(b)  Incapable of Self-Support.  To establish eligibility for benefits as a covered child who was incapable of self-support at the time of the employee’s death, the child must have been physically or mentally incapable of self-support, regardless of marital status or dependency on the employee for support, regardless of the temporary or permanent nature of the incapacity.

 

(1)  A child is incapable of self-support if, at the time of the employee’s death, his/her physical or mental condition was such that he/she was unable to obtain and retain a job or engage in self-employment that could provide he/she with a sustainable living wage.

 

(2)  Medical evidence must show that the child was diagnosed with a medical condition establishing that he/she was physically/mentally incapable of self-support at the time of the employee’s death.

 

(3)  Documentation to support the incapability of self-support can include medical records, social security disability records, tax returns showing that the covered child was claimed as a dependent, state guardianship documents, and affidavits.

 

SSA or State disability records alone, showing lack of self-support, should not be used to establish that the child is incapable of self-support.  The CE must consider the evidence as a whole to determine if it demonstrates that the person was/is incapable of self-support for purposes of the EEOICPA.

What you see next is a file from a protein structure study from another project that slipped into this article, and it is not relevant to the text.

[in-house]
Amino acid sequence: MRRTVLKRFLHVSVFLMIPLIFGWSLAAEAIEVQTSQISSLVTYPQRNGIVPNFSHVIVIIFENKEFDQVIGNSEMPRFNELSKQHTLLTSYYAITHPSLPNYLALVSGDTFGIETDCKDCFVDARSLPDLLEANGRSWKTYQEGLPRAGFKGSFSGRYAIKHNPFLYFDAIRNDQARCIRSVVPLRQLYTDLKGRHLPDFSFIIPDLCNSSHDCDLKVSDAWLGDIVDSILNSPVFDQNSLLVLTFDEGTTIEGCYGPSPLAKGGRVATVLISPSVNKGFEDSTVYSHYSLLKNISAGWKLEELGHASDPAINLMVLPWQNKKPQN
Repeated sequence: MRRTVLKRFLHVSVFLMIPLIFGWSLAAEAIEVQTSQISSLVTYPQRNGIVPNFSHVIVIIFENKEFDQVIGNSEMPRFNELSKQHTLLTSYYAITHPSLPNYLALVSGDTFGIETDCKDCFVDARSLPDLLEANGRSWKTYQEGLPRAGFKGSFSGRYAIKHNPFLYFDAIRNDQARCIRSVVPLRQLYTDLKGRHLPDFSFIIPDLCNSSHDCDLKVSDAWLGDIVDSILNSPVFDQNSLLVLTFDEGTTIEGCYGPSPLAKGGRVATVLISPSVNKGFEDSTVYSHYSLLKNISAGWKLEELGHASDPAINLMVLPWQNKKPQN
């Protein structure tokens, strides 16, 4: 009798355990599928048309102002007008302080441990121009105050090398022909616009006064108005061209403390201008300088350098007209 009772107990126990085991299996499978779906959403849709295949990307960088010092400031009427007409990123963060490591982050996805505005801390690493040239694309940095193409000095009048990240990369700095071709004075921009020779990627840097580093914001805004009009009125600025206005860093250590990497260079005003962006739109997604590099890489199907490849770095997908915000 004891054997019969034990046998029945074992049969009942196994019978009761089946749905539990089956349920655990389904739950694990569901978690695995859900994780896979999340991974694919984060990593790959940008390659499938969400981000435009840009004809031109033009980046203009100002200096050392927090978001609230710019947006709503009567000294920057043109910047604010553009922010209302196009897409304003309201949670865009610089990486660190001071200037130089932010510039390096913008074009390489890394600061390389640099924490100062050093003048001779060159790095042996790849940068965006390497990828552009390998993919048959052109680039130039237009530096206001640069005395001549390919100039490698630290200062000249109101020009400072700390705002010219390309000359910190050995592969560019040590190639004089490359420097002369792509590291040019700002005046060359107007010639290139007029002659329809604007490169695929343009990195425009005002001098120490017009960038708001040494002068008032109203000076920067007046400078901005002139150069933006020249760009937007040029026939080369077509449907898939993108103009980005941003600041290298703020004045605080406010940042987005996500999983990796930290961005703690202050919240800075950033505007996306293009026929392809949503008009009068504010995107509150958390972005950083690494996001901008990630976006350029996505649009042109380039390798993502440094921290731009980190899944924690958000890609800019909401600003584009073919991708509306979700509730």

In her June 2, 2014 order, the Director noted that that pursuant to subparagraph (1) above, a child will be found to be “incapable of self-support if, at the time of the employee’s death, his/her physical or mental condition was such that he/she was unable to obtain and retain a job or engage in self-employment that could provide he/she with a sustainable living wage,” while subparagraph (3) states that in making these findings, DEEOIC “must consider the evidence as a whole. . . .” (emphases added)  After considering these matters, the Director concluded that the denial of the claimant’s Part E survivor claim was inconsistent with DEEOIC’s established procedures because the evidence in the file clearly shows that the claimant has Turner Syndrome, and that this medical condition has had, and continues to have, an adverse effect on her ability to earn a sustainable living wage.  The Director pointed out that FAB had improperly focused, in its January 23, 2014 final decision, on the fact that the claimant did earn some wages in 2003 (the year the employee died), and found in her June 2, 2014 order that the totality of the factual and medical evidence showed that the claimant was incapable of earning a sustainable living wage at the time of the employee’s death.  The Director therefore vacated FAB’s January 23, 2014 final decision and April 23, 2014 reconsideration denial, and returned the claim to FAB with instructions to issue a final decision accepting the claim and awarding the claimant $125,000.00 under Part E of EEOICPA.